Common Issues or Disputes Encountered by Residents in Private Estates

Residents living in private estates such as condominiums and landed properties may encounter various private issues or disputes.

While BCA cannot intervene in or advise on private disputes, we have included a flowchart with some examples of common private disputes, and a list of dispute resolution mechanisms available.

Disputes encountered by Private Estate Residents

Mediation as a form of dispute resolution

(for various kinds of disputes)

You are encouraged to first approach the other dispute party to discuss solutions that may resolve matters amicably. If this is not effective, mediation may be considered.

Mediation is a process in which a neutral third-party mediator facilitates the parties' settlement negotiations, to help them arrive at a mutually acceptable solution. The focus of mediation is on finding solutions that will meet the parties' concerns. The mediator will not make a decision concerning who is at fault in the dispute.

For non-contractual disputes such as community and neighbourly disputes, you may consider approaching the Community Mediation Centre (CMC), which is administered by the Ministry of Law. Mediation at CMC is a cost effective way for parties to resolve their issues. You may read examples of cases mediated by CMC.

For contractual disputes, you may consider mediation bodies such as the Singapore Mediation Centre (SMC).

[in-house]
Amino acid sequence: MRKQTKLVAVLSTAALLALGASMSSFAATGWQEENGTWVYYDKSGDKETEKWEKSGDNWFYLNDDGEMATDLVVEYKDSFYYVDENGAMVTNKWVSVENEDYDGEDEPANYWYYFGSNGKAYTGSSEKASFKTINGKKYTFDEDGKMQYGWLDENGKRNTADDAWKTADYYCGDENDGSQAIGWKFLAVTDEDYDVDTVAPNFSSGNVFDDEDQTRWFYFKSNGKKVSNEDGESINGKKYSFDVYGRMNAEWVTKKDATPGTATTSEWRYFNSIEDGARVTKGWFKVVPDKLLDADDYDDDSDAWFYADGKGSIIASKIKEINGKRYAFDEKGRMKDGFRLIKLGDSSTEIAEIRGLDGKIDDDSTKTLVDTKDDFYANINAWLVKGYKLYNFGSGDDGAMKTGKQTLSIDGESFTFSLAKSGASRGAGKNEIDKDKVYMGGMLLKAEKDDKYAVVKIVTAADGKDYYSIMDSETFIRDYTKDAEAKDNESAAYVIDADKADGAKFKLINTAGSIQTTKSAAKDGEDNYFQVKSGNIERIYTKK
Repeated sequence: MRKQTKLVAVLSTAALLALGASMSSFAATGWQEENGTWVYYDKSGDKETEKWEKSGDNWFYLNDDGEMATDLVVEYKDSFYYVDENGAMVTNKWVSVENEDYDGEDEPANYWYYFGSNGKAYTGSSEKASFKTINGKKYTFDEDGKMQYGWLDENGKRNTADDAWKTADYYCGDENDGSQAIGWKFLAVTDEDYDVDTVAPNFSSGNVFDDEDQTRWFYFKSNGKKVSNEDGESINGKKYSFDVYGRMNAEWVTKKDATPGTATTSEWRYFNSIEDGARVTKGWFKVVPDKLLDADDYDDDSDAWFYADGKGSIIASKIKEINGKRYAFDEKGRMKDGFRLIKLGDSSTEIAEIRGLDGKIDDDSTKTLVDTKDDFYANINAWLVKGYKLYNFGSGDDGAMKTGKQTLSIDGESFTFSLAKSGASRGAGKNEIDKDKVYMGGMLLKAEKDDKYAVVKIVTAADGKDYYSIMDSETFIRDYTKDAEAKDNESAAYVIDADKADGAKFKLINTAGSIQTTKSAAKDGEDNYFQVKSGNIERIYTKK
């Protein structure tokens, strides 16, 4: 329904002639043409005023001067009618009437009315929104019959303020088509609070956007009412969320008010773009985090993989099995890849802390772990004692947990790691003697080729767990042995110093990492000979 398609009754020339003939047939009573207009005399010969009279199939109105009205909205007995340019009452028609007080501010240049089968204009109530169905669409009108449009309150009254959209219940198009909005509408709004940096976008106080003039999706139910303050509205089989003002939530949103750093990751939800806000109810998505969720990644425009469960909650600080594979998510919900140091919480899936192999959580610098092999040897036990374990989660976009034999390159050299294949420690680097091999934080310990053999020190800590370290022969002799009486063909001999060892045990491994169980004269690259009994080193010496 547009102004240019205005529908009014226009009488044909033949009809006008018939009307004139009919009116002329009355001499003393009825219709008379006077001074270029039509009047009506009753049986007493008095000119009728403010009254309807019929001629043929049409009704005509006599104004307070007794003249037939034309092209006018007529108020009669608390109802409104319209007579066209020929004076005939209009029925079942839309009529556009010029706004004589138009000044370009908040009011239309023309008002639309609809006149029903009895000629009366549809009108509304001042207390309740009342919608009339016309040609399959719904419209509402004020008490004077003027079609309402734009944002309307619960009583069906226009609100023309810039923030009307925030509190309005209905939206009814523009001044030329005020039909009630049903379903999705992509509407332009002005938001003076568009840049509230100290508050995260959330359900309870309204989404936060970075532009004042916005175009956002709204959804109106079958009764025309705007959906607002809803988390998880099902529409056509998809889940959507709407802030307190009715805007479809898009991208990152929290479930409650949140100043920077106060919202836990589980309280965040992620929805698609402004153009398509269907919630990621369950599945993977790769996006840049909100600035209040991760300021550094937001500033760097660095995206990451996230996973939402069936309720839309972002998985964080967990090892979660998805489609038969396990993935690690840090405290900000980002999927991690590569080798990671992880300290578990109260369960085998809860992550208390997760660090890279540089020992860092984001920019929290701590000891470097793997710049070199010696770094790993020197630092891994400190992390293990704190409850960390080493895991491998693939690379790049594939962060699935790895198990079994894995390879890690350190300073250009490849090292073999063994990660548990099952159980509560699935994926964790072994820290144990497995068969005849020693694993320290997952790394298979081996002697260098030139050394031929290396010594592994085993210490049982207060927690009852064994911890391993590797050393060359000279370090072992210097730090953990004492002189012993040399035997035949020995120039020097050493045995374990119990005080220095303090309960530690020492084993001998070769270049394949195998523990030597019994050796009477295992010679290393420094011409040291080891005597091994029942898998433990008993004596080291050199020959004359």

For encroachment / boundary line disputes, you may consider to ascertain your own land/boundary ownership by obtaining a registered surveyor’s certification on your legal boundary. You may then consider mediation via CMC or SMC to help resolve the dispute.

Neighbourhood Committees

(for neighbourly disputes)

Neighbourhood Committees (NCs) encourage active citizenry and foster stronger community bonds within private housing estates. One of the NCs’ functions is to promote neighbourliness, harmony and cohesiveness amongst residents, and also foster good citizenship amongst residents.

If you live in a private estate, you may consider approaching your NC to see if they can help to mediate the dispute. For a list of NCs, you may visit the People’s Association website.

Management Corporation Strata Titles (MCSTs)